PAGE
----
Growth and development of all plant cells and organs relies on a fully functional cytoskeleton comprised principally of microtubules and microfilaments. These two polymeric macromolecules, because of their location within the cell, confer structure upon, and convey information to, the peripheral regions of the cytoplasm where much of cellular growth is controlled and the formation of cellular identity takes place. Other ancillary molecules, such as motor proteins, are also important in assisting the cytoskeleton to participate in this front-line work of cellular development.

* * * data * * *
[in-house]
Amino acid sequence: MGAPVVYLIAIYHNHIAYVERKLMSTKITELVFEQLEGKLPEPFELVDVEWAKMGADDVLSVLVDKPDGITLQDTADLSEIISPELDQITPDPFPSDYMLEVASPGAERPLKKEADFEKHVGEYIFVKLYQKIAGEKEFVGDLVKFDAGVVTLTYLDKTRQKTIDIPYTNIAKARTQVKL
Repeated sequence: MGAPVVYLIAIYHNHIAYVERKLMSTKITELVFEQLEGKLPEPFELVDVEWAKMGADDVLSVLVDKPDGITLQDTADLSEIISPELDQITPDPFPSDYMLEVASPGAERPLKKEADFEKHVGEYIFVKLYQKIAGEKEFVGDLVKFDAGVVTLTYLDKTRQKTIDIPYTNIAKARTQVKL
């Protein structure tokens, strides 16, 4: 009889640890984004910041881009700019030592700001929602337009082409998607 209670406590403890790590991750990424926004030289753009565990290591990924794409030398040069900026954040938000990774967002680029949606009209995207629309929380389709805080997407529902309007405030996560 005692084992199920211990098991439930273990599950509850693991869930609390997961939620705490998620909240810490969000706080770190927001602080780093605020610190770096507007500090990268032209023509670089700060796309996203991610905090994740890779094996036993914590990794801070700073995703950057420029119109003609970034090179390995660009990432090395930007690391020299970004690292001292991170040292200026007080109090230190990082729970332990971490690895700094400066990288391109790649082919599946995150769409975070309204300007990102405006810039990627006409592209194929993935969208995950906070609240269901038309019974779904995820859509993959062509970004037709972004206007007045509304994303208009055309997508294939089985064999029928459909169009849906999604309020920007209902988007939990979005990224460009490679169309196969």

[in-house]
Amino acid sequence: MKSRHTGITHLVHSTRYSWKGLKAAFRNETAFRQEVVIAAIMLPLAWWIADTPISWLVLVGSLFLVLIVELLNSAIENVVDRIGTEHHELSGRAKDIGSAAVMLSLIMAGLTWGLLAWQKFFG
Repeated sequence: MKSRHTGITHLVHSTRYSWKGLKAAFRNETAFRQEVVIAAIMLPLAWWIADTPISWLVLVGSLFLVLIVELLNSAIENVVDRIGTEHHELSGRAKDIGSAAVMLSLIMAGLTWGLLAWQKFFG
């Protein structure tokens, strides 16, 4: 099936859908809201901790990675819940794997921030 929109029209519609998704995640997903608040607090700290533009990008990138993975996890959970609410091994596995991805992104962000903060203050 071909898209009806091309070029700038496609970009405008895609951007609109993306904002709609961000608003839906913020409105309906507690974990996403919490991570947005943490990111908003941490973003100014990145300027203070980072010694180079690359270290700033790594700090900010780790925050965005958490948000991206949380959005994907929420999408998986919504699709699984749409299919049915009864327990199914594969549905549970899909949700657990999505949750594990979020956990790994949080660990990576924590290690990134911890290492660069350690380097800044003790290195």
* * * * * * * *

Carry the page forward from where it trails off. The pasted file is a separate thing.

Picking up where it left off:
Roots provide not only a ready source of cells for fundamental analyses of the cytoskeleton, but the formative zone at their apices also provides a locale whereby experimental studies can be made of how the cytoskeleton permits cells to communicate between themselves and to cooperate with growth-regulating information supplied from the apoplasm.


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  • Article Type: Review Article
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